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Chronic lower back pain (LBP) is a disease by itself lasting for longer than six months and involves functional impairment and disability (HSE 2011). It is commonly described as multi-factorial. Of the patients who present with LBP, 85 per cent have non-specific LBP. Non-specific LBP is defined as LBP not attributable to a recognisable, known pathology (eg, infection, tu- mour, osteoporosis, fracture, structural deformity, inflammatory disorder, radicular syndrome, or cauda equina syndrome) (Balague et al 2012).
LPB is the fifth most common reason for GP visits and affects 60-80 per cent of people through- out their lifetime. The global age-standardised point of prevalence of LBP (0-100 years) was estimated to be 9.4 per cent (Global Burden of Disease 2010) and was the highest in Western Europe followed by North Africa/Middle East, and lowest in the Caribbean followed by central Latin America. In Ireland it is estimated that as many as one-in-five people experience chronic or persistent pain and the most common site is the lower back (47 per cent). According to the Prime Study (Raftery et al 2012) the economic impact on chronic pain costs an estimated €4.6 billion a year, or 5 per cent of GDP and most of the burden is shared by the taxpayers. With on- going lack of awareness and improper management there could be a five-fold increase in the prevalence of LBP over a 15-year period (Pransky et al 2011).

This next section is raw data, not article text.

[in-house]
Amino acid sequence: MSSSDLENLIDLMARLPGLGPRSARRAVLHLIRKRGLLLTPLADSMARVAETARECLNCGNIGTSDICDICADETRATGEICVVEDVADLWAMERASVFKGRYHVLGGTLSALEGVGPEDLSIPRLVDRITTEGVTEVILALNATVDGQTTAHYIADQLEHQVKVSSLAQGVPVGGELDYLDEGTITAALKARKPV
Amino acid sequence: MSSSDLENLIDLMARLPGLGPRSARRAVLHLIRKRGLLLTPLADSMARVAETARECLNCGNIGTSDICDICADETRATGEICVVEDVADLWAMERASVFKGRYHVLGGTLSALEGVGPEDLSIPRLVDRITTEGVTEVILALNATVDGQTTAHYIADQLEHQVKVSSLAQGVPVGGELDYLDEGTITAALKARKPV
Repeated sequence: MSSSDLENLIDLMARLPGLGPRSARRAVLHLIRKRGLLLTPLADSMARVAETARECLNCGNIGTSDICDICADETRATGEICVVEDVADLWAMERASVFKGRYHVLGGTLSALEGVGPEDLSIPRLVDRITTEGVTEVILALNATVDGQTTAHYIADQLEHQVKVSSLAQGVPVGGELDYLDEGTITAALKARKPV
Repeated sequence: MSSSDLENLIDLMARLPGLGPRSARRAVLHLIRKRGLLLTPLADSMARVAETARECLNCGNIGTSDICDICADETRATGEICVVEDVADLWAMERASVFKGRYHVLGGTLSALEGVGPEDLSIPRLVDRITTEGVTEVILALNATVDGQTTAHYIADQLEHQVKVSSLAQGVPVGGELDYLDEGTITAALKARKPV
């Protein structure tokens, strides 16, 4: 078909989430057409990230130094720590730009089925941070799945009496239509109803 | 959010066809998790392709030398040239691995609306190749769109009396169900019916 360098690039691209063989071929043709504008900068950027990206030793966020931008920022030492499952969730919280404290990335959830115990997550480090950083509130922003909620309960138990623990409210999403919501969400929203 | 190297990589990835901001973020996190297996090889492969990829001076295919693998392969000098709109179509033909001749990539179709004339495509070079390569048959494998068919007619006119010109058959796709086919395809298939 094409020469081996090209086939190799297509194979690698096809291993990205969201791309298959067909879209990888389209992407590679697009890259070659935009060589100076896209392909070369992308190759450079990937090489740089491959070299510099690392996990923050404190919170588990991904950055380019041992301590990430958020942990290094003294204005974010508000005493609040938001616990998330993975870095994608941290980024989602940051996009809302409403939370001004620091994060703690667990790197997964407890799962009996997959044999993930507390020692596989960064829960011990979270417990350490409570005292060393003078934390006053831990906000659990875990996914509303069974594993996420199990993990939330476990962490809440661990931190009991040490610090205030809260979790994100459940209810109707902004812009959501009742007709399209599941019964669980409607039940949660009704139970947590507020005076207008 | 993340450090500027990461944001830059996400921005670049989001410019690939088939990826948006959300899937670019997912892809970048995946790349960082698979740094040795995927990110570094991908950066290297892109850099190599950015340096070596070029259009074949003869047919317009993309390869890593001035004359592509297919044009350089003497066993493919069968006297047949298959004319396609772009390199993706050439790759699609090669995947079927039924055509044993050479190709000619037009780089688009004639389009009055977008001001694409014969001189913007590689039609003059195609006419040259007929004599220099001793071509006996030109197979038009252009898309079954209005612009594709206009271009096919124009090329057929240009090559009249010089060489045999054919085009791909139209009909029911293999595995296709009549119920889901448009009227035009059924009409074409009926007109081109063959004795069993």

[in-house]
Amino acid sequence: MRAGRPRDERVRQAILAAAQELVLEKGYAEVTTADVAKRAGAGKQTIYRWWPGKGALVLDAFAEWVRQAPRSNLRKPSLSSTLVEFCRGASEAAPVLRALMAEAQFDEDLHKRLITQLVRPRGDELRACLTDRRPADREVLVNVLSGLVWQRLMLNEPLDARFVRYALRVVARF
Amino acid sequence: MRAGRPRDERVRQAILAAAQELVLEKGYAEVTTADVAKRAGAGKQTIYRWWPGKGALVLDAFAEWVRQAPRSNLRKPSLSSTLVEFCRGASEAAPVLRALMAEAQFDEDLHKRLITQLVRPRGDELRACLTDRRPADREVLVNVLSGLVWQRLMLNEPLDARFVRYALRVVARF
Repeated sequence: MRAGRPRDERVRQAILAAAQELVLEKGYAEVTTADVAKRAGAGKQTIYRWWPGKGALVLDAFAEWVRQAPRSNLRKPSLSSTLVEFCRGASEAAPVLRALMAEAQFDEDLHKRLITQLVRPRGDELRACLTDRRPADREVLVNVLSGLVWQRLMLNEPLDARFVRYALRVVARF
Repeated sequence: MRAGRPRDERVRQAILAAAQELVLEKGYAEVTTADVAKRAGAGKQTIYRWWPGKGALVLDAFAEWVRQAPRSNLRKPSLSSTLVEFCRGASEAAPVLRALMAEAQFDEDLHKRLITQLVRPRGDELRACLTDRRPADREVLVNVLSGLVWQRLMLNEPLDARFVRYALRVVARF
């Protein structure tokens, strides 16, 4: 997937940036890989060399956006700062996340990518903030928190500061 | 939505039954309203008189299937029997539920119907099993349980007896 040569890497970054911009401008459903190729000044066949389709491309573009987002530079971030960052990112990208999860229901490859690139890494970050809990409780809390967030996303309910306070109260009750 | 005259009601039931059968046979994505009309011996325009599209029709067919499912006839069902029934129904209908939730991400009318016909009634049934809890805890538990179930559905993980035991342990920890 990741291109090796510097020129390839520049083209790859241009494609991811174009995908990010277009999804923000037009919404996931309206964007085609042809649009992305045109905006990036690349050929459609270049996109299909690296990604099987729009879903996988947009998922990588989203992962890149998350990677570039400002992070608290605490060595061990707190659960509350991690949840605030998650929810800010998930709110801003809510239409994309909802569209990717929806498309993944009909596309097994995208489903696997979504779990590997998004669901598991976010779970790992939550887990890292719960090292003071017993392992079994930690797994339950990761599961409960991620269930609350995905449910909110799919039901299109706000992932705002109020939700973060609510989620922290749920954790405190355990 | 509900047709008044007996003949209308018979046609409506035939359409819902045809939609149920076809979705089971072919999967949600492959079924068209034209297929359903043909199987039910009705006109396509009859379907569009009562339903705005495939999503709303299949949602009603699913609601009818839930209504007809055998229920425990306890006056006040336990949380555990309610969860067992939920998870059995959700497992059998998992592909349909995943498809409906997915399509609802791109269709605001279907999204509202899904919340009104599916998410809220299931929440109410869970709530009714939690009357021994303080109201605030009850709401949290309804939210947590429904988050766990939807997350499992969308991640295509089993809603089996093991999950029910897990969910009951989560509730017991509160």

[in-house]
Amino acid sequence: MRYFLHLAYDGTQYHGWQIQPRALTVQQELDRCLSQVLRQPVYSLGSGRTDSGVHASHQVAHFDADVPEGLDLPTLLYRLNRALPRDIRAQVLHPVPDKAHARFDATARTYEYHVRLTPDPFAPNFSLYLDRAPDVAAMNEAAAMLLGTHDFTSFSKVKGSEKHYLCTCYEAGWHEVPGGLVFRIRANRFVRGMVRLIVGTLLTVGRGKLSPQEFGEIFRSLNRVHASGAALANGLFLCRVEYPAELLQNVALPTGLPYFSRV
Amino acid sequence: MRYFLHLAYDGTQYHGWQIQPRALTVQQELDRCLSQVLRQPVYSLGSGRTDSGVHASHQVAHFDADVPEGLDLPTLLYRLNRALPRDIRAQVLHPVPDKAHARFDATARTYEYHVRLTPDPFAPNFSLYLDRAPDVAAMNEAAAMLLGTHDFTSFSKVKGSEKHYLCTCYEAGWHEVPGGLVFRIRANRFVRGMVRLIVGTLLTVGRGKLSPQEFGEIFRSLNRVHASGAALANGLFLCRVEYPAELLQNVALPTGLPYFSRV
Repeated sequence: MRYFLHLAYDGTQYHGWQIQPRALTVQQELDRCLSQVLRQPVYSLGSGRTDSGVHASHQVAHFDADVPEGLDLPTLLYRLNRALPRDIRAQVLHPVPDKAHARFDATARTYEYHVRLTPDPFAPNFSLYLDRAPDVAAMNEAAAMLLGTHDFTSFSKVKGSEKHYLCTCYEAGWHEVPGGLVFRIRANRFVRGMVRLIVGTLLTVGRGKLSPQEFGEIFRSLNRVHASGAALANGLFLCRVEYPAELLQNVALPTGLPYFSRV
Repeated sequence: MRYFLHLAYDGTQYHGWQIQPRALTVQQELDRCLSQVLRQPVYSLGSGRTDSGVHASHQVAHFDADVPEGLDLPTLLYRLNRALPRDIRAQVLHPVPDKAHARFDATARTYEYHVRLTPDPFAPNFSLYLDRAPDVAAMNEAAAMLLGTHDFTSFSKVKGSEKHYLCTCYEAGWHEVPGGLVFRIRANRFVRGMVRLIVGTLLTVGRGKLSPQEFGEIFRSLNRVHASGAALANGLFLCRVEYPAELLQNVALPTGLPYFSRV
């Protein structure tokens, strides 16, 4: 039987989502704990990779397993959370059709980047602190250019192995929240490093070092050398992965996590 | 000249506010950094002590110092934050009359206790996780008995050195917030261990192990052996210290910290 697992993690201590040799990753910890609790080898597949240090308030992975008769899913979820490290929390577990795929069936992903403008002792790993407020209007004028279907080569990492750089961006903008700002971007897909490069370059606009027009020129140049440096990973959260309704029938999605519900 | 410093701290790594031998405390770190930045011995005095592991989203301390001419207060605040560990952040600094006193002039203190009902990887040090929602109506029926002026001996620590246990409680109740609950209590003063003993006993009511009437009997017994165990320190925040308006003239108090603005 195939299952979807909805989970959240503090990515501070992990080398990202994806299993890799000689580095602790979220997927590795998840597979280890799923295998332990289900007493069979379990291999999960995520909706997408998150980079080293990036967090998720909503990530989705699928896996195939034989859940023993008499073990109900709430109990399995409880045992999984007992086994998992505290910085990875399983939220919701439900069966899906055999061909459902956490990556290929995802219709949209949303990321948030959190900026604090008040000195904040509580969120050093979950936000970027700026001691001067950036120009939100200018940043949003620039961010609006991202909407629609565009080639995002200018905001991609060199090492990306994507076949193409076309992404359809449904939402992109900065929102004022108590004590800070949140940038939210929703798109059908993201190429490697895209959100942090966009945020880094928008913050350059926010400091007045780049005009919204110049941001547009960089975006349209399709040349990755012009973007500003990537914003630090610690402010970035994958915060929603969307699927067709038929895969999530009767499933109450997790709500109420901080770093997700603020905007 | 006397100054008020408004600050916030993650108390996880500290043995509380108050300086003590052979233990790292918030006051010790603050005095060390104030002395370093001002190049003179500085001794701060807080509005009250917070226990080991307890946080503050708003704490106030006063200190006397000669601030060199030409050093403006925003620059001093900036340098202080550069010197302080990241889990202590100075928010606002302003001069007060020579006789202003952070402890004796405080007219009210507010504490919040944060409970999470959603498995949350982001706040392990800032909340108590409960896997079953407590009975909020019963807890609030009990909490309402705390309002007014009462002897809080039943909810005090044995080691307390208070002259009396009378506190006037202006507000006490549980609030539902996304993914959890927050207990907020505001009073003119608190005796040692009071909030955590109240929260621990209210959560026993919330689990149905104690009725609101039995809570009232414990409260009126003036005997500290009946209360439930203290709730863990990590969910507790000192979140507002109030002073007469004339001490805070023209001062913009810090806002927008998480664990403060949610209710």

Clinical assessment of patients with non-specific LPB is challenging as it has a large psychological component. In order to assess psychosocial factors, a colour coded Flags Framework has been conceptualised. Initially developed in relation to return to work (Kendall et al 1997), they are now used routinely in multidisciplinary assessment of such pain.